In a joint communique, the G7 countries – the UK, US, Germany, France, Italy, Canada and Japan – pledged “a renewed humanitarian effort” for the people of Afghanistan and warned that the Taliban will be “held accountable” for its actions. But the statement contained no specific pledges to supply aid or resettle refugees and no proposals for sanctions against the militant group which seized power in a lightning military push 20 years after being toppled in 2001.
The only immediate announcement of new assistance came from the EU, which offered to quadruple humanitarian aid to Afghanistan from €50m to €200m.
In a joint letter to MPs and peers, foreign secretary Dominic Raab, defence secretary Ben Wallace and home secretary Priti Patel promised that the “full might of government is being brought to bear” on increasing numbers evacuated, but acknowledged: “This window of opportunity at Kabul airport for military evacuation will shortly come to a close…
“It is the sad reality that many of those who are screened and declared eligible for evacuation may not make it to the airport before our flights end.”
Describing himself as “demoralised” by the outcome of the emergency summit, Mr Ellwood – a military veteran who chairs the Commons defence committee – told The Independent: “We see that the most powerful nations in the world can’t even keep a single airport open.
“History will decide whether this is a turning point for the west’s ability to influence world affairs but at the moment this is a very dark day indeed … Terrorist groups will be buoyed by the defeat of a superpower, the migration crisis will be colossal and the humanitarian problems ahead will be very great indeed.”
He added: “I wouldn’t say it was a personal failure for the prime minister, but there is certainly some soul-searching to be done by Britain about our relationship with the US and our not being able to prevent the decision-making in the White House, which was based on appeasing voters at home.”
Shadow foreign secretary Lisa Nandy said: “The prime minister has failed to persuade President Biden to agree to an extension to evacuation efforts and the painful reality is that people will be left behind – that’s appalling and unconscionable. With 18 months to prepare for this, we are left with a desperate scramble, with heroic soldiers and diplomats on the ground trying to move mountains while the clock keeps ticking.”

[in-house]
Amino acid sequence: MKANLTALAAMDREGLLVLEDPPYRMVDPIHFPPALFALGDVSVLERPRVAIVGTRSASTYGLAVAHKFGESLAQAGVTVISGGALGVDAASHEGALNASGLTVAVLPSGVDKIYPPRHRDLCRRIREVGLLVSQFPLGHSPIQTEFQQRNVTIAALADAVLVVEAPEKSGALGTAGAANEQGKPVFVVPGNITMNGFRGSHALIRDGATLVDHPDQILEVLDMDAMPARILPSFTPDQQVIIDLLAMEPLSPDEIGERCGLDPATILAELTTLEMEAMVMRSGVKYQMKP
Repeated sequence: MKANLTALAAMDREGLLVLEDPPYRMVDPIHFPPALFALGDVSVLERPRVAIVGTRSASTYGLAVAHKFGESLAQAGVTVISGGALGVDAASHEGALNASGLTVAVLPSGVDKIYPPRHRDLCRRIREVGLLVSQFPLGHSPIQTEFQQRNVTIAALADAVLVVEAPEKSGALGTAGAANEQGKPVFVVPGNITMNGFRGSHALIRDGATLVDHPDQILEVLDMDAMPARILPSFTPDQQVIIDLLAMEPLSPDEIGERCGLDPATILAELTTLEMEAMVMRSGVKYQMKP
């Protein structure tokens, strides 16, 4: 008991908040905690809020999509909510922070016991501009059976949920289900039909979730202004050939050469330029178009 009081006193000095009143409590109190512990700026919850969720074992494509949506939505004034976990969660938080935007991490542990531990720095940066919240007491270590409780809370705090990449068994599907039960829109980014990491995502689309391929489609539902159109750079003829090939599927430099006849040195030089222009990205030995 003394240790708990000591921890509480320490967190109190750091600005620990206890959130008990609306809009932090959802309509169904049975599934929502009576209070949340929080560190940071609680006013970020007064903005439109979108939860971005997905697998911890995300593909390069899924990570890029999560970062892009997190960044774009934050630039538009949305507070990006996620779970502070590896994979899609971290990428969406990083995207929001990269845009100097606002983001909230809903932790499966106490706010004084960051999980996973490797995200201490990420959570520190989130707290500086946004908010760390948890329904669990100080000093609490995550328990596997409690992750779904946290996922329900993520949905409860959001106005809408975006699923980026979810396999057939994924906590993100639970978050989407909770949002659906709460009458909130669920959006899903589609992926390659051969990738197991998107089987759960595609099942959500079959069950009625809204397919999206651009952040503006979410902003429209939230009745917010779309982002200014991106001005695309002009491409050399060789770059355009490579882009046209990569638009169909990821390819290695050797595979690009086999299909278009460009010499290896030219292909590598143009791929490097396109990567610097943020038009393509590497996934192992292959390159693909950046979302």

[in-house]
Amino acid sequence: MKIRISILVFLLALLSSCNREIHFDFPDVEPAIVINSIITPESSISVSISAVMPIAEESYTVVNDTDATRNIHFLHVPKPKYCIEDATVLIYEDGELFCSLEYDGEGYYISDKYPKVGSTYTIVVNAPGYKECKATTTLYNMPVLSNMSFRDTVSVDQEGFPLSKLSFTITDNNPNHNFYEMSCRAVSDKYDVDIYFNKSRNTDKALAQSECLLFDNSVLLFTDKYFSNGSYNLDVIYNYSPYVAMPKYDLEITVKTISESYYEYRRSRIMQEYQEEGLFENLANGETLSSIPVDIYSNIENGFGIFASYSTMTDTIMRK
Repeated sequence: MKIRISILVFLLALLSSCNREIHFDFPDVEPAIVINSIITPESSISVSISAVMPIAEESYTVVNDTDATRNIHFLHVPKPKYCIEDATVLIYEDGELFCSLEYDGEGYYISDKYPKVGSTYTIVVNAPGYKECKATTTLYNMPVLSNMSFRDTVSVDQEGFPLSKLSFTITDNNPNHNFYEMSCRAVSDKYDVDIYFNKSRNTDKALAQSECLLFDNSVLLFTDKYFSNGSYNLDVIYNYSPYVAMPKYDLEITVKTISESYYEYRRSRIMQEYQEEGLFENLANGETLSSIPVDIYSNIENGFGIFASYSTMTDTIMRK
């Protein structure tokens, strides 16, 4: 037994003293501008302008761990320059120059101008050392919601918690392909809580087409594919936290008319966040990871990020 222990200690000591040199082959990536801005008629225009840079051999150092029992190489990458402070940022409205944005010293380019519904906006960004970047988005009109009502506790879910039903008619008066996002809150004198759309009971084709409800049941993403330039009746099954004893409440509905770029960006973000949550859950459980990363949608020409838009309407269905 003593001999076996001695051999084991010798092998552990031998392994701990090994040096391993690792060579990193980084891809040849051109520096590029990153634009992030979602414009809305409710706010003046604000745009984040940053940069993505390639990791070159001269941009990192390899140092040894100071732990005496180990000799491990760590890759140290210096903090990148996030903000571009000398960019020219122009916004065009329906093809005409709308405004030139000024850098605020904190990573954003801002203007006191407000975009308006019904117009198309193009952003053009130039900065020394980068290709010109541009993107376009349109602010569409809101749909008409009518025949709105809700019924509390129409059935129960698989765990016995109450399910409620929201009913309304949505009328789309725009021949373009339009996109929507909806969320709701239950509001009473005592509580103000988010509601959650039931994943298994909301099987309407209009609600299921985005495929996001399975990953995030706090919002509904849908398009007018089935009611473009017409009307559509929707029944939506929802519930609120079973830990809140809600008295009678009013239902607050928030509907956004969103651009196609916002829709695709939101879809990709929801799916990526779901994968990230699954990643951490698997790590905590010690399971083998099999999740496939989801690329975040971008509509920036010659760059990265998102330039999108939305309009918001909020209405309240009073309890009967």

And Liberal Democrat leader Sir Ed Davey said: “Boris Johnson has come out from this summit with nothing. Britain should stand tall in the world, but this prime minister falls short at every turn.
“He has failed on the global stage once more, and the consequences could not be more devastating.”
In their first press conference since seizing Kabul and the country, the Taliban pledged, among other things, that they will not seek revenge, those who wanted to leave the country could do so, and women would have equal rights under sharia law.
Since then, however, people have been arrested at home as well as at checkpoints on the way to the airport. Together with a number of killings, the ban on Afghan nationals going to the airport and an order for women to stay at home, it showed how quickly the Islamists are introducing draconian regulations.
What has unfolded has been shattering for those Afghans who had believed that the US and its allies would rescue them from Islamist repression. Benesh Allaiwal, a 28-year-old human rights activist now living in hiding, said: “I am no longer surprised that the Taliban and the American president would both harm us so much in one day. I suppose something like this was always going to happen when Mr Biden announced he was going to take away the soldiers, which was a signal for the Taliban to attack.
“The Americans and the Europeans encouraged women like me to become educated, to get a career, to express our views. These are the things which make me a target for the Taliban now.”